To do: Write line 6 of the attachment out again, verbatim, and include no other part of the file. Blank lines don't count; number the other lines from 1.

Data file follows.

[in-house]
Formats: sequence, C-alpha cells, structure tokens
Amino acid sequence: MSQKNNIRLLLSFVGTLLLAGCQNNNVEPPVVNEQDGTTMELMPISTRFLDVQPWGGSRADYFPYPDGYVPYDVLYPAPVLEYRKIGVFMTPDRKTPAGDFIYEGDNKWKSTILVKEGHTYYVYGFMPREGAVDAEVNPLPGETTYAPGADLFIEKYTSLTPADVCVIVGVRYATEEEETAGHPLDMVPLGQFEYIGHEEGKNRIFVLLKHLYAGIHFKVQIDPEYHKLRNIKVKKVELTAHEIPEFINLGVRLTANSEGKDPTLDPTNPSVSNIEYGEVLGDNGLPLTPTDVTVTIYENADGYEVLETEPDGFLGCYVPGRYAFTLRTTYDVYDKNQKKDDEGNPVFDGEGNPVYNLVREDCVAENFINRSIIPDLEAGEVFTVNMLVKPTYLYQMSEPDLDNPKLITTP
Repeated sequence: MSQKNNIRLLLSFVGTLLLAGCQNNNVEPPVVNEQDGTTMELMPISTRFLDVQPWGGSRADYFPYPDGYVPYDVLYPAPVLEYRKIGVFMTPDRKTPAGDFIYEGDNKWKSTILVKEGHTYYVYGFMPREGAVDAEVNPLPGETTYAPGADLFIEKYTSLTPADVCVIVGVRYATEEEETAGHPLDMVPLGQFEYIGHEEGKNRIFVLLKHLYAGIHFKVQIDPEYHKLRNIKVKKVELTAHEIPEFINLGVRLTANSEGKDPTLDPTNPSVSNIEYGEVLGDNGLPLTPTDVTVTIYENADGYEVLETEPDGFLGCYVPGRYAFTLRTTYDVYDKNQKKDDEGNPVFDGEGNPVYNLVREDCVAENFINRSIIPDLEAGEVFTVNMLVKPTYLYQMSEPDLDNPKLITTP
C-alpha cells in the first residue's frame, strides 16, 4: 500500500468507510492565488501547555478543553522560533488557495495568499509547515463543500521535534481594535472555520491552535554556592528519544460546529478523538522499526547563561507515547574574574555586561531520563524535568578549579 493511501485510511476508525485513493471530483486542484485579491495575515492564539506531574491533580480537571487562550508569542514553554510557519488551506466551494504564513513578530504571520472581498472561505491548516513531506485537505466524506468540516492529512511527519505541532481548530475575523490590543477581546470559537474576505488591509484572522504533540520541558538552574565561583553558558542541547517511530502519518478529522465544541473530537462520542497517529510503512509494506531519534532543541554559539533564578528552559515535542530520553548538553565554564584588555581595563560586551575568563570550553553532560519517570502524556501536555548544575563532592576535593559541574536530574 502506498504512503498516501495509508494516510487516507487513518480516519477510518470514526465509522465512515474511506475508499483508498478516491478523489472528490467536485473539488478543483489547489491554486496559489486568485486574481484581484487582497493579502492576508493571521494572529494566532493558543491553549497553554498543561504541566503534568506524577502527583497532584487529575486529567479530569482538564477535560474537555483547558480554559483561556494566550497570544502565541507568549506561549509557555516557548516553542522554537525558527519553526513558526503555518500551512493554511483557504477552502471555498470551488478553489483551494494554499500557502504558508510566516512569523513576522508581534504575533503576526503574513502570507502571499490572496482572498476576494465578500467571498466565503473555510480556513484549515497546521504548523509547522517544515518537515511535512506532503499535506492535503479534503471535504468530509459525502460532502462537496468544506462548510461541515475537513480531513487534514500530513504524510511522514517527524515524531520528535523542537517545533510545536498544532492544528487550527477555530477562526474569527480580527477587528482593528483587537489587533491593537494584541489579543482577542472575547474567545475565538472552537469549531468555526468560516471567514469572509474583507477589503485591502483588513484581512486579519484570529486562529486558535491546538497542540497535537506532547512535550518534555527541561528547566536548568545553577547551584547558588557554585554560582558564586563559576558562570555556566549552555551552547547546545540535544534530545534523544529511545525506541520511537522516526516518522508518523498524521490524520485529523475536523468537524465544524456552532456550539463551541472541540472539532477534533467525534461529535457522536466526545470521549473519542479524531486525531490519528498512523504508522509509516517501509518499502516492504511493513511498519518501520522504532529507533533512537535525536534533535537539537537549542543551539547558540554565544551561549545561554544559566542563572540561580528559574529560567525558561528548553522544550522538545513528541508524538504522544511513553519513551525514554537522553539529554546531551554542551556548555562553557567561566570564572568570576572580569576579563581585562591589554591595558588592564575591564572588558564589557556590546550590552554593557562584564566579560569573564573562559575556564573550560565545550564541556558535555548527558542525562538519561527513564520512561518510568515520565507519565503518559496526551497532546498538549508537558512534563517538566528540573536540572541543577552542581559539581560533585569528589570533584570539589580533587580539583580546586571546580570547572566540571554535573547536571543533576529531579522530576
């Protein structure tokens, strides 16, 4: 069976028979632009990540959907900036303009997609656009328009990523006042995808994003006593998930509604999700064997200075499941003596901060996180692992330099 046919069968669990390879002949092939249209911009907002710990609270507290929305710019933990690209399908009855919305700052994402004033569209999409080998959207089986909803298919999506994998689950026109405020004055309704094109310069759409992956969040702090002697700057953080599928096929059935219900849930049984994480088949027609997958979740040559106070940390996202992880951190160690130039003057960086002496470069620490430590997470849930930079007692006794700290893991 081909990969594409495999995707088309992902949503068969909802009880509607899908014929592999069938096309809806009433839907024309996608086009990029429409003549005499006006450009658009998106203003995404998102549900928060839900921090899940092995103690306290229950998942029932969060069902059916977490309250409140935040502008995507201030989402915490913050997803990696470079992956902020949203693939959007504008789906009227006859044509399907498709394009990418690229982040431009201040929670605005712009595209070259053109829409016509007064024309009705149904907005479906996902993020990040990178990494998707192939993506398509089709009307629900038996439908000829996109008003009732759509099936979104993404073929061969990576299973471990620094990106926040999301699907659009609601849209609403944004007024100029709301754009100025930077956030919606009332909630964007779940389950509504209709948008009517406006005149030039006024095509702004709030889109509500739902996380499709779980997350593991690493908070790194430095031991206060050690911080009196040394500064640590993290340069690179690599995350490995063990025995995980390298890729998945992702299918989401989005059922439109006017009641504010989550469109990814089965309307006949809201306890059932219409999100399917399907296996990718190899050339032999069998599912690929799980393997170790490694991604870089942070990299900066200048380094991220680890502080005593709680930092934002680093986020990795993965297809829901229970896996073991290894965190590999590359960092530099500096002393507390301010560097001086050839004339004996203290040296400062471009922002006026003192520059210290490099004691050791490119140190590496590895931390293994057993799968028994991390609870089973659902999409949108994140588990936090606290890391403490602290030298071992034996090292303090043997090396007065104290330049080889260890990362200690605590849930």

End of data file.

């Protein structure tokens, strides 16, 4: 069976028979632009990540959907900036303009997609656009328009990523006042995808994003006593998930509604999700064997200075499941003596901060996180692992330099 046919069968669990390879002949092939249209911009907002710990609270507290929305710019933990690209399908009855919305700052994402004033569209999409080998959207089986909803298919999506994998689950026109405020004055309704094109310069759409992956969040702090002697700057953080599928096929059935219900849930049984994480088949027609997958979740040559106070940390996202992880951190160690130039003057960086002496470069620490430590997470849930930079007692006794700290893991 081909990969594409495999995707088309992902949503068969909802009880509607899908014929592999069938096309809806009433839907024309996608086009990029429409003549005499006006450009658009998106203003995404998102549900928060839900921090899940092995103690306290229950998942029932969060069902059916977490309250409140935040502008995507201030989402915490913050997803990696470079992956902020949203693939959007504008789906009227006859044509399907498709394009990418690229982040431009201040929670605005712009595209070259053109829409016509007064024309009705149904907005479906996902993020990040990178990494998707192939993506398509089709009307629900038996439908000829996109008003009732759509099936979104993404073929061969990576299973471990620094990106926040999301699907659009609601849209609403944004007024100029709301754009100025930077956030919606009332909630964007779940389950509504209709948008009517406006005149030039006024095509702004709030889109509500739902996380499709779980997350593991690493908070790194430095031991206060050690911080009196040394500064640590993290340069690179690599995350490995063990025995995980390298890729998945992702299918989401989005059922439109006017009641504010989550469109990814089965309307006949809201306890059932219409999100399917399907296996990718190899050339032999069998599912690929799980393997170790490694991604870089942070990299900066200048380094991220680890502080005593709680930092934002680093986020990795993965297809829901229970896996073991290894965190590999590359960092530099500096002393507390301010560097001086050839004339004996203290040296400062471009922002006026003192520059210290490099004691050791490119140190590496590895931390293994057993799968028994991390609870089973659902999409949108994140588990936090606290890391403490602290030298071992034996090292303090043997090396007065104290330049080889260890990362200690605590849930």